26

  • The Lightning Thief — Ch. 21

    RL.6.3

Analyze how Percy’s relationship with his father has changed over time. 

27

  • The Lightning Thief — Ch. 22

  • Teacher's Guide

    RL.6.3

Explain Luke’s motivation for stealing the master bolt. 

28

Assessment

Common Core Standards

Language Standards
  • L.6.2 — Demonstrate command of the conventions of standard English capitalization, punctuation, and spelling when writing.

  • L.6.4 — Determine or clarify the meaning of unknown and multiple-meaning words and phrases based on grade 6 reading and content, choosing flexibly from a range of strategies.

  • L.6.4.a — Use context (e.g., the overall meaning of a sentence or paragraph; a word's position or function in a sentence) as a clue to the meaning of a word or phrase.

  • L.6.4.b — Use common, grade-appropriate Greek or Latin affixes and roots as clues to the meaning of a word (e.g., audience, auditory, audible).

Reading Standards for Informational Text
  • RI.6.1 — Cite textual evidence to support analysis of what the text says explicitly as well as inferences drawn from the text.

  • RI.6.2 — Determine a central idea of a text and how it is conveyed through particular details; provide a summary of the text distinct from personal opinions or judgments.

  • RI.6.7 — Integrate information presented in different media or formats (e.g., visually, quantitatively) as well as in words to develop a coherent understanding of a topic or issue.

Reading Standards for Literature
  • RL.6.1 — Cite textual evidence to support analysis of what the text says explicitly as well as inferences drawn from the text.

  • RL.6.2 — Determine a theme or central idea of a text and how it is conveyed through particular details; provide a summary of the text distinct from personal opinions or judgments.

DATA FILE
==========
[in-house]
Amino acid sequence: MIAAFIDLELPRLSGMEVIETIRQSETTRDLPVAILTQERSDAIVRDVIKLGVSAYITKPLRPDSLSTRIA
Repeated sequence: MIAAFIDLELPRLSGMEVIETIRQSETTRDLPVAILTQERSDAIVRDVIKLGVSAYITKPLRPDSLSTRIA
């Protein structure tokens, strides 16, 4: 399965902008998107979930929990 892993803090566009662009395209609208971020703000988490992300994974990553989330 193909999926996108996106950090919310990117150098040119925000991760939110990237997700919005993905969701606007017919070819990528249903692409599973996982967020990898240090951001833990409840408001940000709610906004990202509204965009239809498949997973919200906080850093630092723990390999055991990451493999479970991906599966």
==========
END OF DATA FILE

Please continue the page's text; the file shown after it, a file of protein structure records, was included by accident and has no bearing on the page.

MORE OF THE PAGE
• RL.6.3 — Describe how a particular story's or drama's plot unfolds in a series of episodes as well as how the characters respond or change as the plot moves toward a resolution.

  • RL.6.4 — Determine the meaning of words and phrases as they are used in a text, including figurative and connotative meanings; analyze the impact of a specific word choice on meaning and tone.

  • RL.6.5 — Analyze how a particular sentence, chapter, scene, or stanza fits into the overall structure of a text and contributes to the development of the theme, setting, or plot.

  • RL.6.6 — Explain how an author develops the point of view of the narrator or speaker in a text.

  • RL.6.9 — Compare and contrast texts in different forms or genres (e.g., stories and poems; historical novels and fantasy stories) in terms of their approaches to similar themes and topics.

Speaking and Listening Standards
  • SL.6.4 — Present claims and findings, sequencing ideas logically and using pertinent descriptions, facts, and details to accentuate main ideas or themes; use appropriate eye contact, adequate volume, and clear pronunciation.

  • SL.6.5 — Include multimedia components (e.g., graphics, images, music, sound) and visual displays in presentations to clarify information.

  • SL.6.6 — Adapt speech to a variety of contexts and tasks, demonstrating command of formal English when indicated or appropriate.

Writing Standards
  • W.6.3 — Write narratives to develop real or imagined experiences or events using effective technique, relevant descriptive details, and well-structured event sequences.

  • W.6.3.a — Engage and orient the reader by establishing a context and introducing a narrator and/or characters; organize an event sequence that unfolds naturally and logically.

  • W.6.3.b — Use narrative techniques, such as dialogue, pacing, and description, to develop experiences, events, and/or characters.

  • W.6.3.c — Use a variety of transition words, phrases, and clauses to convey sequence and signal shifts from one time frame or setting to another.

  • W.6.3.d — Use precise words and phrases, relevant descriptive details, and sensory language to convey experiences and events.

  • W.6.7 — Conduct short research projects to answer a question, drawing on several sources and refocusing the inquiry when appropriate.

  • W.6.8 — Gather relevant information from multiple print and digital sources; assess the credibility of each source; and quote or paraphrase the data and conclusions of others while avoiding plagiarism and providing basic bibliographic information for sources.